Robert Frost

(March 26, 1874 – January 29, 1963 / San Francisco)

Stopping by Woods on a Snowy Evening


Whose woods these are I think I know.
His house is in the village, though;
He will not see me stopping here
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Comments about this poem (Stopping by Woods on a Snowy Evening by Robert Frost )

  • Rookie Grey Lady (11/23/2013 7:48:00 AM)

    In my opinion, Frost is talking about the lure of death as an escape from a hard or perhaps tedious life. It is the knowledge that there will come a time when there will be peace and rest in the future once he has finished his earthly obligations. He does not complicate the vision with any religious overtones, which I appreciate since it makes his statement more universal. Perhaps the posted responses to this poem validate my observation. Death comes to us all. Whether you fear it, ignore it, welcome it or have some other perspective, it still comes to us all. I think Frost proposes a very mature attitude toward it. He accepts it. (Report) Reply

  • Rookie Khushboo M (11/16/2013 7:12:00 AM)

    hi! new to this forum..but it's definitely grt to read so many interpretations all under one roof! i would like to commend Alexandre Gonzaga from Brazil on his view! Elaborating the view, the poet is talking about death as the end of everything as against the endless chores of life..
    in the first stanza the woods filled up with snow are now useless..wet wood can't be burnt (and same goes with the frozen lake..it's movement and life inside it brought to a standstill) . Just as the snow, Death befalls a body n makes it useless. and the keeper of the woods doesn't even get to know and when he would he won't be able to do anything!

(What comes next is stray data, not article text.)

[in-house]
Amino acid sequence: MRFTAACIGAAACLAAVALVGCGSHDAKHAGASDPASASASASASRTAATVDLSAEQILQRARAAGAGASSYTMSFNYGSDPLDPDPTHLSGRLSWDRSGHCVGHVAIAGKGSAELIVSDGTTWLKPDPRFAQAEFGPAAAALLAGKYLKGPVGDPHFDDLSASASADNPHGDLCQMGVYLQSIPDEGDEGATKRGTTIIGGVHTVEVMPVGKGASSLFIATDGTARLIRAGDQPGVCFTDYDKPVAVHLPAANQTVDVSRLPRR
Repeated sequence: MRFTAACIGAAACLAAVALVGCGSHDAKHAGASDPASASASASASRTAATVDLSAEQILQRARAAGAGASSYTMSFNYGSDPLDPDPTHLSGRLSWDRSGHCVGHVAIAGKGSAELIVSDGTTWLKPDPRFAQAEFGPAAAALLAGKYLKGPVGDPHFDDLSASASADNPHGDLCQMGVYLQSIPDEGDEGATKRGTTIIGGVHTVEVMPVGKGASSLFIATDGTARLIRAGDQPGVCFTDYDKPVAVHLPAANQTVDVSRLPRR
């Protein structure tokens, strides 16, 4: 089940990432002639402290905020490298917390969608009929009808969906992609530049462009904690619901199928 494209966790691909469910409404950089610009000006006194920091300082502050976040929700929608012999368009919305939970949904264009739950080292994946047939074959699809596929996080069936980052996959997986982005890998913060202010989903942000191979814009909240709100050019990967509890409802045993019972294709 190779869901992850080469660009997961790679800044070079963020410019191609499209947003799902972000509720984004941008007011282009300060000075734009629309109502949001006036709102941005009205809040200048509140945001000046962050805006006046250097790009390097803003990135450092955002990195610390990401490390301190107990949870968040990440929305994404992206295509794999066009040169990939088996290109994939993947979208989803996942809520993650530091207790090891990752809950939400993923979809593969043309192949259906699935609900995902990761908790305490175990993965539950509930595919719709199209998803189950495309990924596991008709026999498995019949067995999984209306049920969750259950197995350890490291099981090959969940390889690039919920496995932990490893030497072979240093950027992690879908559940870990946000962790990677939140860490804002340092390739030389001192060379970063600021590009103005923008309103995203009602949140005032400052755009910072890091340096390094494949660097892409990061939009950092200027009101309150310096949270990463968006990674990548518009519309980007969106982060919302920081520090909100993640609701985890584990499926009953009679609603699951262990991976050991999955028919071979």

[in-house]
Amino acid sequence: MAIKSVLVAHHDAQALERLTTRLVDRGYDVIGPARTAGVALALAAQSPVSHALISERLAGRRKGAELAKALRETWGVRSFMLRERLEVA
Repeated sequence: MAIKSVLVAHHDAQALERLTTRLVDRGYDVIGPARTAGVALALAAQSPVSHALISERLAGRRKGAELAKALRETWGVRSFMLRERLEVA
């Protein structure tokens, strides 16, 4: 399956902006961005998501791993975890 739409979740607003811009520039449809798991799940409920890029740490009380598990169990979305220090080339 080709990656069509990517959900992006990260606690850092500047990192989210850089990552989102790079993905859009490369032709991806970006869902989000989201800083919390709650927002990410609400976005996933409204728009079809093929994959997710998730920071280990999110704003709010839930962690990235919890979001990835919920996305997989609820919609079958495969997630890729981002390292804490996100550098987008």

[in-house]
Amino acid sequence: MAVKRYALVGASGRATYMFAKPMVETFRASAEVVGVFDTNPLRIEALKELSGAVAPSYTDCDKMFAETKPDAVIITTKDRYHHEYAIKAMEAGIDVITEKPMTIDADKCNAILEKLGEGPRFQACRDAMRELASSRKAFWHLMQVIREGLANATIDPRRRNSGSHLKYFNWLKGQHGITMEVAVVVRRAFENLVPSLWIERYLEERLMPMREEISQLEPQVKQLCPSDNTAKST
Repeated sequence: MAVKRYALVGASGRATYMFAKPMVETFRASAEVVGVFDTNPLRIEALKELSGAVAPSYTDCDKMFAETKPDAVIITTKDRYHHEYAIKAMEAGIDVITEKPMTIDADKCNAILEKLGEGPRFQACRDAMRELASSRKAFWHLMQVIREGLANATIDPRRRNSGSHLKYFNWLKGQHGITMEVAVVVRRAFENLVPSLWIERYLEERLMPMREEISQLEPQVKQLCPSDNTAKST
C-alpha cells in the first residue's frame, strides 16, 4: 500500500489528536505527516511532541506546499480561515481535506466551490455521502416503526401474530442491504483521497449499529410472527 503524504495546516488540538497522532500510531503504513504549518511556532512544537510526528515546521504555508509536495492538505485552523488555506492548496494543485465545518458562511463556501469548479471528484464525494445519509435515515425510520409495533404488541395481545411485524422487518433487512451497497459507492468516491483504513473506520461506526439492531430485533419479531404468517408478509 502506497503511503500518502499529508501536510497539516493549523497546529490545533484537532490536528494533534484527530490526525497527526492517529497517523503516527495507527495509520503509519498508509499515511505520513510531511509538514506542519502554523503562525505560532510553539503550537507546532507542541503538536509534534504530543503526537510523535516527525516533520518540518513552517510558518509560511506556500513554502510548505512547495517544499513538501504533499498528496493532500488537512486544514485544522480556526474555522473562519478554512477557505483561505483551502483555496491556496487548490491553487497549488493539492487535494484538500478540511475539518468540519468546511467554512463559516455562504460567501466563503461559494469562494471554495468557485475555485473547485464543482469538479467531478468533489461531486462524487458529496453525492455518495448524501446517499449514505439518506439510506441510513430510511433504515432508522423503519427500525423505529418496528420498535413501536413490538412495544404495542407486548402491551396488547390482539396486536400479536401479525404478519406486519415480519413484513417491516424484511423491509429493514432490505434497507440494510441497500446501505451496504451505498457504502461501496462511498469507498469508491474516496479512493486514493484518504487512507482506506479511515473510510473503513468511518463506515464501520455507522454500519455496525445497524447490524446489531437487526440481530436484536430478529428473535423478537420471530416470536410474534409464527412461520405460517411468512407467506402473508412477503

The *Horse* is the Time..our constant reminder that we have to move on no matter what and its ^harness bell^ is an alarm to the poet; and farmhouse is the workstation.
    *woods are lovely, dark and deep*..holding a dark secret
    and finally *and miles to go before i sleep* gives away Frost's positive ending n the motto of life that we shudn't stop as thr's a lot to do before we stop for death.. a lot to live before we rest forever! (Report) Reply

  • Rookie Poems 7137 (11/9/2013 9:17:00 AM)

    The very status-quo of the ongoing times...
    Suddenly, from his usual chores of life, he stops to watch the very beauty that exists around him and at the same time realizes that even the owner of this mesmerizing place(lovely, dark and deep woods; filling up with snow) would not be noticing the same existence all around his land and so is sure to be absent at yet another enchating time of this day-. He will not see me stopping here